I am reconstructing source code in my "spare" time from various backup copies (Windows ate it and many other files during a bootup disk scan after a system lockup. I lost more code when I did "tar -zcvf" instead of "tar -zxvf" during a late night session. Sometimes sleep is a good thing, despite a boss who often said "there is plenty of time to sleep after you are dead." I do have an mmc.o module that I have been using since 2006-February-18 in one of my routers, and it is quite stable (but has no 4 GB SD card support). I hope to be finished soon (a matter of days).

11. "Would this be possible to hook directly to a computer?"

Yes! My next hack is an "el-cheapo parallel port SD card reader" using only salvaged floppy and printer cables, and some resistors (no circuit board needed). This should even work with old laptop computers that do not have USB ports. When complete (soon), I will submit my "el-cheapo parallel port SD card reader" to hackaday. :-)

12. "Szerzo: vakangyal
Datum: v, 2006-09-17 15:49
esetleg ez? :)"



There are mmc device drivers available for free on the Internet, ready to use with PIC (or other) microcontrollers, wireless routers (running OpenWrt or DD-WRT Linux firmware), and many other embedded appliances. These drivers allow using the SD card just like a miniature hard disk. At this time (2006-September-12) new 1 GigaByte SD cards can be purchased for as little as $16, or "obsolete" smaller ones (like in the photos) may be sitting unused in desk drawers of friends, relatives, neighbors (just ask). ;-)

Because many wireless routers (and other embedded appliances) run the Linux open source Operating System, there are many hundreds of totally free software packages ready to install and run in these devices. There is even a complete native software development toolchain (compiler, linker, etc.) that runs completely inside a WRT54G (with swapfile on SD card). I am currently booting my WRT54G into OpenWrt on a 512 MB SD card, and I have MANY packages installed to their default locations (which is now on the SD card). I have even ported Tom Pittman's TinyBasic, and can run TinyLife.BAS and TinyAdventure.BAS inside my router (while logged into the router with a remote terminal program). ;-)

For more details on upgrading a wireless router with OpenWrt or DD-WRT firmware, or to find out exactly where to connect to the I/O pins inside your router, please refer to these web pages:

OpenWrt Wireless Freedom
DD-WRT Control Panel
Adding an MMC/SD Card (hardware)
beakmyn's WRT modding page (with mmc drivers)
WRT54GS or WRT54GL wireless router for $5 plus $8 shipping (preloaded with DD-WRT).

MMC Device Driver Project Status:

My mmc driver has been optimized to leave interrupts ON where appropriate, so other sessions are not bogged down during lengthy SD card I/O (such as using dd to copy a partition on the SD card). I also rewrote the SPI bitbang routines to use separate input-only and output-only subroutines, and to use word-based rather than bit-based I/O, so I can output the clock and data at the same time (only 2 GPIO outputs per data bit). Input from the SD card requires 2 outputs plus an input, so it is a little slower.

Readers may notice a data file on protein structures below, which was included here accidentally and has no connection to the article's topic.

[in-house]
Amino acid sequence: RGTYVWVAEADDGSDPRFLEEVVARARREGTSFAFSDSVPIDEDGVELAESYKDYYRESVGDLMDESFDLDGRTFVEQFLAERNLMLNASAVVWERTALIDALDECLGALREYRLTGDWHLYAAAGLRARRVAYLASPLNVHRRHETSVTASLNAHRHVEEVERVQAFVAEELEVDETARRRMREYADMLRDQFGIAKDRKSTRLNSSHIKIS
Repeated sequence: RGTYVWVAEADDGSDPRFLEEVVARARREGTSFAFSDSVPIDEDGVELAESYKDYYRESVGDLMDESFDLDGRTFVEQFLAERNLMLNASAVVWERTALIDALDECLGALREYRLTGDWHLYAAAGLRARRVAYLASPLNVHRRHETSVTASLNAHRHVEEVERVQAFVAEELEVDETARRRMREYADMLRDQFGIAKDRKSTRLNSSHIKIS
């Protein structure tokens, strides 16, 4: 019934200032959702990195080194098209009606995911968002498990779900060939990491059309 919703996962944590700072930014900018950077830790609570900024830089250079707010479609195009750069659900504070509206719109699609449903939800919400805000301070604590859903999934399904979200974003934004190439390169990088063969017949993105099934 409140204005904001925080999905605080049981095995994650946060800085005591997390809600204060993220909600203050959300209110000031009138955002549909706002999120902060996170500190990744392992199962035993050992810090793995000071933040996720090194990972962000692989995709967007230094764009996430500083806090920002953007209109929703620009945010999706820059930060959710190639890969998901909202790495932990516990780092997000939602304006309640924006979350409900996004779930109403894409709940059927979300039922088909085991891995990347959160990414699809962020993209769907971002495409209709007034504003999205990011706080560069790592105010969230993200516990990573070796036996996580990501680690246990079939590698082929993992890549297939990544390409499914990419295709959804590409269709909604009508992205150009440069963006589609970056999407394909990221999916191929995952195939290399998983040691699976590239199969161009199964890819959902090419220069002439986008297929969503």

I also output to both GPIO2 and GPIO5, so my driver works fine with either router wiring version. It does not take any extra time to output a clock bit plus 2 outputs to the sd card, when outputting an entire word in parallel to the GPIO port. My GPIO outputs are 32 bits, because testing showed this to be faster than 8-bit outputs to these ports.

There seems to be a hardware wait-state generated during GPIO output, because writing to the port is far slower than writing to RAM. Also, timing analysis shows that the SD card itself takes extra time during sequential reads or writes when it crosses an erase-block boundary. Diffierent SD cards have different timing boundaries.

Although I have not done it yet, I plan to also support using DI and DO sharing a single GPIO bit, as is commonly done using PIC microcontrollers, by tying the SD card output pin to its input pin via a resistor. My code changes will need to change the data direction on the shared GPIO pin between reads and writes to the SD card.

I turn off the WRT54G front panel amber LED before exiting from the mmc driver, so the LED doubles as a "disk access" light. I have made numerous other small corrections to the code as well.

I am booting (pivotroot) from my SD card ext3 partition, and I also have a second partition formatted as JFFS2. In theory, the effective throughput should be faster sending COMPRESSED data over the slow bit-bang SPI bus. Because JFFS2 always does an integrity check during mount, it takes several minutes to mount, so my /etc/init.d startup script launches the mount in the background so booting can continue. The JFFS2 partition mount point is empty for several minutes after booting, until the background mount completes.

I have updated the mmc.o driver from the OpenWrt package to run much faster and to place much less load on the router. I will post the updated driver soon. Later, I want to incorporate features from other mmc device drivers available from a number of sources, for various embedded devices. OpenWrt and DD-WRT either have an mmc device driver built-in, or as an installable package. There is a much more complete mmc device driver available from HP, and another from Yong-Il Joh that has some additional features that would be nice to have. There are also drivers for PIC microcontrollers and other devices designed to use minimal resources. I want to incorporate features from all of these into my final mmc device driver.

To bypass booting (pivotroot) my WRT54G from the ext3 partition on my SD card, I can press the RESET button within one second of when the front panel amber LED first comes on. Startup scripts launch mounting the SD card JFFS2 partition in the background so booting can continue. The JFFS2 mount point is empty for several minutes after booting, while complete JFFS2 integrity testing is done, until the mount completes. Because the filesystem root is on my SD card, I have installed MANY OpenWRT software packages without having to reconfigure them for non-default installs. :-)

SD floppy details here:

My OpenWrt mmc driver status:

My 802.11b/g Wifi Spectrum Scans: Home


I have multiple hit counters for testing purposes. All these counters agreed with each other after setting them up, but soon started deviating. Apparently they lose counts, so the real value is greater than what is seen here:

Hits since site posted to hack a day:


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- Rob Wentworth
- (uanr<at>RobWentworth<dot>com)
- This web page created 2006-Sept-12, latest update 2007-Mar-26.